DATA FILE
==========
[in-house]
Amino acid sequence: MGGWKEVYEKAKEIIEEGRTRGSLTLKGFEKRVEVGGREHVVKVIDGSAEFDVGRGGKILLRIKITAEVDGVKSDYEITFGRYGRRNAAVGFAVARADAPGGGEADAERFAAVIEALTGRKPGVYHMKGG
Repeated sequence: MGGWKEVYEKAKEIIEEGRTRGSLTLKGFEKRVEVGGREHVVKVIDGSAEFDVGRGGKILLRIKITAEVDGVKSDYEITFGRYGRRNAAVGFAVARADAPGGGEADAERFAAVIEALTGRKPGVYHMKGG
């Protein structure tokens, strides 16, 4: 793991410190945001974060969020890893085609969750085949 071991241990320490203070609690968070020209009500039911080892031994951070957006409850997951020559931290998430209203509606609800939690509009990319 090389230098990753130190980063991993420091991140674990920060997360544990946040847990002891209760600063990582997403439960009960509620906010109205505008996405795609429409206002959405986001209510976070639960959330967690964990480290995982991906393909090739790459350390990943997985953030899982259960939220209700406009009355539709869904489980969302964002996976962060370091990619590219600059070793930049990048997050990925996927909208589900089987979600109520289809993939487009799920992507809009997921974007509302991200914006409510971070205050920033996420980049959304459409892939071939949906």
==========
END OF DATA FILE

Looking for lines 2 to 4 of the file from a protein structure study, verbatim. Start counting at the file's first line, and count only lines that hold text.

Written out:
Amino acid sequence: MGGWKEVYEKAKEIIEEGRTRGSLTLKGFEKRVEVGGREHVVKVIDGSAEFDVGRGGKILLRIKITAEVDGVKSDYEITFGRYGRRNAAVGFAVARADAPGGGEADAERFAAVIEALTGRKPGVYHMKGG
Repeated sequence: MGGWKEVYEKAKEIIEEGRTRGSLTLKGFEKRVEVGGREHVVKVIDGSAEFDVGRGGKILLRIKITAEVDGVKSDYEITFGRYGRRNAAVGFAVARADAPGGGEADAERFAAVIEALTGRKPGVYHMKGG
């Protein structure tokens, strides 16, 4: 793991410190945001974060969020890893085609969750085949 071991241990320490203070609690968070020209009500039911080892031994951070957006409850997951020559931290998430209203509606609800939690509009990319 090389230098990753130190980063991993420091991140674990920060997360544990946040847990002891209760600063990582997403439960009960509620906010109205505008996405795609429409206002959405986001209510976070639960959330967690964990480290995982991906393909090739790459350390990943997985953030899982259960939220209700406009009355539709869904489980969302964002996976962060370091990619590219600059070793930049990048997050990925996927909208589900089987979600109520289809993939487009799920992507809009997921974007509302991200914006409510971070205050920033996420980049959304459409892939071939949906």